In India, regulatory and policy aspects of 5G are managed by the Department of Telecommunication (DoT) which operates under the Ministry of Communication and IT. The DoT has promoted the creation of the “Telecommunications Standards Development Society, India” (TSDSI), which gathers the Indian industry in view of creating standards and promoting deployment of standardised technology. The 5G Infrastructure Association, the private side of the 5G PPP, signed a Memorandum of Understanding with TSDSI on 11 April 2018 with the objective of fostering industrial cooperation between India and Europe. This cooperation targets regular and structured exchange of information of regional developments including regulatory and 5G spectrum approaches, technological approaches towards standardisation, deployment experience and involvement of vertical industries in the 5G ecosystem. Implementation of the MoU targets high-level events organisation, the last one having been organised under the auspices of the DoT in Dehli on 5 and 6 February 2019. At this stage India has taken the decision to distribute the 2.6 Ghz spectrum based on the full TDD mode similarly to China, USA, Japan. Positions on other bands are not yet official but are part of the cooperation discussion between 5G-IA and TSDSI.

In addition, the Commission cooperates with the Indian government on digital issues including 5G through the EU-India co-operation dialogue on Digital Communications as well as the EU-India Joint Working Group on ICTs.

European Union - Japan

A joint declaration on developing 5G was signed in May 2015 by Günther H. Oettinger, then European Commissioner for the Digital Economy and Society, and Sanae Takaichi, then Japanese Minister for Internal Affairs and Communications.

Commissioner Oettinger said: "5G will be the backbone of the digitisation of our economy and society worldwide. This is why we strongly support and seek a global consensus and cooperation on 5G. Today's Declaration with Japan is a milestone on the road to a global definition of 5G, its service characteristics and standards."

The Joint declaration on 5G will follow the signing of a Memorandum of Understanding between the 5G Infrastructure Association (5G IA) and Japan's Fifth Generation Mobile Communications Promotion Forum (5GMF) on 25 March 2015. This Memorandum also indicates the commitment of the industry on working towards the deployment of 5G.

EU and Japan has set up a close cooperation on ICT policy issues since 2008, when the European Commission together with Japanese Ministry of Internal Affairs and Communications initiated the Japan-EU ICT Dialogue. Japan-EU ICT dialogue set ground for the first ICT Japan-EU coordinated call published in October 2012. Their work is to design network and computing technologies for the next generation of telecommunications and cloud-based services beyond 2020.

The two latest joint calls, EUJ-01-2016 and EUJ-02-2018, had a focus on 5G, and beyond.

European Union - South Korea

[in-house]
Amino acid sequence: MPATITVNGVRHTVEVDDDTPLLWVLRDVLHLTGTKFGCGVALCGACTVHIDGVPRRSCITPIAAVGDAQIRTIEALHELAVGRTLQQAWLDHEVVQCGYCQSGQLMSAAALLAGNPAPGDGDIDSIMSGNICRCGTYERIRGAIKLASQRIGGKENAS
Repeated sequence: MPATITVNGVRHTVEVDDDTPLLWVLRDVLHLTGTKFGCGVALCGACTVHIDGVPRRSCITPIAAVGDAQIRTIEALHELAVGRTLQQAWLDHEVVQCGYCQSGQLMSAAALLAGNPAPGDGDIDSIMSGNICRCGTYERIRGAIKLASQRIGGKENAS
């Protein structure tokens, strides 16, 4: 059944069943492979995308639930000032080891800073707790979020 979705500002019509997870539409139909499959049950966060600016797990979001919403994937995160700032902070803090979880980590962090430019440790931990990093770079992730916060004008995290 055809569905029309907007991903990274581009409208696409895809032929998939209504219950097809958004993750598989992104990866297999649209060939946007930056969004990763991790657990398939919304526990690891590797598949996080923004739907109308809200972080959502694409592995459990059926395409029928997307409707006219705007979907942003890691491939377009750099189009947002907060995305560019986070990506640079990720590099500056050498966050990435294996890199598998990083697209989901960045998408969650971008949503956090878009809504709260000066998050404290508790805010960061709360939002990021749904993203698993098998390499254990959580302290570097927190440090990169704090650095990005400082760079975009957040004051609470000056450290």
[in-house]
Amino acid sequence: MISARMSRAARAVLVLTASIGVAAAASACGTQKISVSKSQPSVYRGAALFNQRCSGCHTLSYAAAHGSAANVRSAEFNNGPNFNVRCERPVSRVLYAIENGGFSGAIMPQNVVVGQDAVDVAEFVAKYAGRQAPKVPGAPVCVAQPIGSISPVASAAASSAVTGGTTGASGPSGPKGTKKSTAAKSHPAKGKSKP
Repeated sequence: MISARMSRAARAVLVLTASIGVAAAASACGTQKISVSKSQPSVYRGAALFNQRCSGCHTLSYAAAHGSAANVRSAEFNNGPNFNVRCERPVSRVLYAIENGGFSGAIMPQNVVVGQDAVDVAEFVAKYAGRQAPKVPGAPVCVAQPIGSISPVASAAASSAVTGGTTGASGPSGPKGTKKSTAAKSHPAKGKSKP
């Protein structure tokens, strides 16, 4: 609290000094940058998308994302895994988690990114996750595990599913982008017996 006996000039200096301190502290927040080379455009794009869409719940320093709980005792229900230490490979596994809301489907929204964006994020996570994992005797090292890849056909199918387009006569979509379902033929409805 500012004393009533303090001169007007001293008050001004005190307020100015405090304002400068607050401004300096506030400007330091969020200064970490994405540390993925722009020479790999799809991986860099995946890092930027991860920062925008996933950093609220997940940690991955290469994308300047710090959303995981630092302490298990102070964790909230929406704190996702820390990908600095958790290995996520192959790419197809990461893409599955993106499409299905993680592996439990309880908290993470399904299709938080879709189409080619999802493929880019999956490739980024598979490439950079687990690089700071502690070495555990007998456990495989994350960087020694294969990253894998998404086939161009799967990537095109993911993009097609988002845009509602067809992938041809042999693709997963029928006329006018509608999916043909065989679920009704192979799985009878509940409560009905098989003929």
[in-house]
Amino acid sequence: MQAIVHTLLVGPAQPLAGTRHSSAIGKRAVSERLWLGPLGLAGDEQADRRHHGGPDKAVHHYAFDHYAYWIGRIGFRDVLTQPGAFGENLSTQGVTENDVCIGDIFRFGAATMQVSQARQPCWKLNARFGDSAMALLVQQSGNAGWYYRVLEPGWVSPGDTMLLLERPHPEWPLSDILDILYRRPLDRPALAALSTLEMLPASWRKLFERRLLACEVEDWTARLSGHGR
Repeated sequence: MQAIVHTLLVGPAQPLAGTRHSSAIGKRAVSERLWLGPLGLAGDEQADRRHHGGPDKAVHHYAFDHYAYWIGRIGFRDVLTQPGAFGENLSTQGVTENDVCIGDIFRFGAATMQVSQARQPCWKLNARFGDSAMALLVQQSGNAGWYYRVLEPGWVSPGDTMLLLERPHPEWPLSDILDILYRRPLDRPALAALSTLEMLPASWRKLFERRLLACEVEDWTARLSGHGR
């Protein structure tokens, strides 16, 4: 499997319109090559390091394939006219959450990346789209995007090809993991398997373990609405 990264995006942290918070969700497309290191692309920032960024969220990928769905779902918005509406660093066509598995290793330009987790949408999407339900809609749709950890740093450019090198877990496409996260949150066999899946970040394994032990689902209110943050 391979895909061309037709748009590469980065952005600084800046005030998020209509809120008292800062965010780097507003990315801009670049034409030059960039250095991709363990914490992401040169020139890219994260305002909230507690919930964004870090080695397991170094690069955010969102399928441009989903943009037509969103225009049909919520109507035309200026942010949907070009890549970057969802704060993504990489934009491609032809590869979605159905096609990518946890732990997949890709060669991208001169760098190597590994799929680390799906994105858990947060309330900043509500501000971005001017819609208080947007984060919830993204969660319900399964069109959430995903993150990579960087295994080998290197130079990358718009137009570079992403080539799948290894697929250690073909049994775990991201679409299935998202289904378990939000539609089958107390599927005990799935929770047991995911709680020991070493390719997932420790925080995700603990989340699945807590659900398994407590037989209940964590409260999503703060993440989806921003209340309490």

A Joint Declaration on Strategic Cooperation in Information and Communications Technology (ICT) and 5G, was signed in June 2014 by Neelie Kroes, then European Commission Vice President responsible for the EU Digital Agenda, and Mun-kee Choi, then Minister of Science, ICT and future Planning of the Republic of Korea.

Watch video of the spokesperson's statement on the 5G agreement with Korea.

The signing of this joint declaration reaffirmed the strengthening of the agreement of the November 2013 summit meeting, where both sides agreed on promoting R&D collaboration in the area of ICT.

This Declaration was instrumental to develop joint R&I cooperation actions in the areas of 5G, Cloud and Internet of Things (IoT), implemented through joint calls. The joint Declaration also paved the way towards structured exchanges on 5G policy matters, concerning the 5GVision, global standards and required 5G spectrum, with the objective of supporting global agreements on these issues. An industry Memorandum of Understanding was signed in June 2014 between the 5G Infrastructure Association (5G IA) and South Korea’s 5G Forum, providing the necessary industrial support to these policy commitments.

Two joint calls were launched, both with a focus on 5G: the first was EUK-01-2016 and the second EUK-02-2018.

European Union - Taiwan

Cooperation with Taiwan in the area of 5G has been agreed with the Ministry of Economic Affairs (MoEA) and managed by its 5G Technology Program Office at the Department of Industrial Technology (DoIT). It is being implemented via targeted calls in Horizon 2020. The first targeted call was in 2017, ICT-08-2017b, and the second is ICT-23-2019 in 2019, focusing on integrated end-to-end network for 5G trials for specific applications featuring high peak data rates and network density, ultra-low latency, and high reliability.

The Taiwanese partners are funded directly by the Taiwanese government.

European Union - USA

5G policy issue are regularly discussed as part of the EU-US ICT dialogues.

Both the EU and the NSF, namely through Programme for Advanced Wireless Research (PAWR), address the challenges of advanced wireless research beyond 5G focusing on game changing technologies for wireless communications. The objective is to capitalize on existing testbeds and projects to establish transatlantic collaboration on advanced wireless platforms.

A first call was launched in 2018, ICT-21-2018, aiming at common transatlantic experiments linking platforms and testbeds, fostering common scientific roadmap, developing new tools and potential options for standards.